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...thanks.

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About Gabriel...

...diagnosed with manic depression in 1989, for the next 14-years I lived without treatment or a recovery plan. I've been homeless, one time I graduated college, I've won awards for reporting on Internet privacy issues, and a weekly humour column. In 2002 I finally hit bottom and found help. I have an 8-year old son, and a 4-year old son... I’m usually about six feet tall, and I'm pretty sure I screwed up my book deal. I mostly blog at saltedlithium.com....
This entry was posted in Appointment Day, Bipolar, Bipolar Disease, Bipolar Disorder, Clinical Depression, crazy people with no pants, Health, Living With Depression, Living With Manic Depression, Manic Depression, Pregnancy, Psychiatry. Bookmark the permalink.

9 Responses to Friday Conversations With My Psychiatrist | June 12, 2009

  1. thordora says:

    She’s worried for you-but shows it in the worst way possible. It’s a lot for people, especially parents, to swallow. I know if one of my daughters came to me saying they were pregnant after a short while with someone, I would be concerned, concerned that they might be hurt, overwhelmed.

    But I also hope that I’d react with only hope for their happiness, despite my misgivings. I hope your mother can give you that, instead of plain worry.

    I’m pretty much the same with people-there’s a black and white line of things that are dealbreakers-stuff like infidelity with partners, insincerity…I have a long list which explains my lack of friends. 😀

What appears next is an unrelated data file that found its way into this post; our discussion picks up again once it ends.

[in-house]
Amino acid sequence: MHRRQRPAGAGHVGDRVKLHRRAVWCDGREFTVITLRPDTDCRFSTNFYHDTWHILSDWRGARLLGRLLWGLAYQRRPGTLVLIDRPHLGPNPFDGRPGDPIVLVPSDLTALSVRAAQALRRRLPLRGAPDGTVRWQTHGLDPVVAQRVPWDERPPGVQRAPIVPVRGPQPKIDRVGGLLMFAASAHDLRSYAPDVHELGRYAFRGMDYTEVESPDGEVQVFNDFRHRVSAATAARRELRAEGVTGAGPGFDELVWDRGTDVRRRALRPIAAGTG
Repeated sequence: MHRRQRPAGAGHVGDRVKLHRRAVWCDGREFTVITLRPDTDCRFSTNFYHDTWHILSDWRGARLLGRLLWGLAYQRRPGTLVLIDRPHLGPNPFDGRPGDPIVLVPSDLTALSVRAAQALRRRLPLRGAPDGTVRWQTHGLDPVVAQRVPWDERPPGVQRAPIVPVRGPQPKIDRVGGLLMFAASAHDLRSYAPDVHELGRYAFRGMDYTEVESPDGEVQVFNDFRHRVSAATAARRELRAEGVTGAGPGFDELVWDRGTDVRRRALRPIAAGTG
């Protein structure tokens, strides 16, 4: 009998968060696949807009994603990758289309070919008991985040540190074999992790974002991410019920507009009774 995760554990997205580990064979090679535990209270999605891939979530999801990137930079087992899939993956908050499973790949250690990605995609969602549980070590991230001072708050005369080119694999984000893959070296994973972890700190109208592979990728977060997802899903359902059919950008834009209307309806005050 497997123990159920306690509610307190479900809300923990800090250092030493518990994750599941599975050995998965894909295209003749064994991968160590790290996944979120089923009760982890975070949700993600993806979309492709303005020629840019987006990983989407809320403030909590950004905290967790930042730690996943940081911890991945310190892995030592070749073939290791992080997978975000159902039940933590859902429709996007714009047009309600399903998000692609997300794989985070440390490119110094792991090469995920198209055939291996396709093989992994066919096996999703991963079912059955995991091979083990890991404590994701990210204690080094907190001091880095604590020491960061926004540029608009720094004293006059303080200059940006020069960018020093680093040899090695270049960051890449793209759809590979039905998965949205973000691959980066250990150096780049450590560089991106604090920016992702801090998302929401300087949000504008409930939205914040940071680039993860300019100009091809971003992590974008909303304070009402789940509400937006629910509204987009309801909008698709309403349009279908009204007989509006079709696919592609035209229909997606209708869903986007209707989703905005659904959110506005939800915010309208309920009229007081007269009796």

Hang in there.

  2. Gabriel... says:

    …she’s trying to defend me against myself by attacking me. If a healthy person is concerned about a friend or family member being overwhelmed by a situation they’ll normally just ask what they can do, or do something that makes sense within the context of them having a healthy mind.

    A healthy person isn’t going to respond to your cancer by bringing you a handful of dirt. And they’re not going to respond by making you feel worthless or as though you’ve done something wrong.

    But my mom isn’t healthy. She was raised by my grandmother who was, and still partially is, a psychotic passive aggressive bitch.

    I’m sure healthy parents would, rightfully, have a difficult time at first with news like this, and I’m sure my mother will back off sooner rather than later, but if I’m still around in ten years she’ll still be letting me know about her disappointment.

    I’ve been noticing my general lack of friends issue for the past few years. I’m not sure if I’m supposed to forgive people who don’t realize they’ve been disrespectful, or just accept that their behaviour should have been expected…

    Thanks for the comment Thor.

  3. Bromac says:

    I’m glad you believe your mother will come around. I hope that when your mother is able to resolve her issue, she will be able to simply be excited about having a grandchild.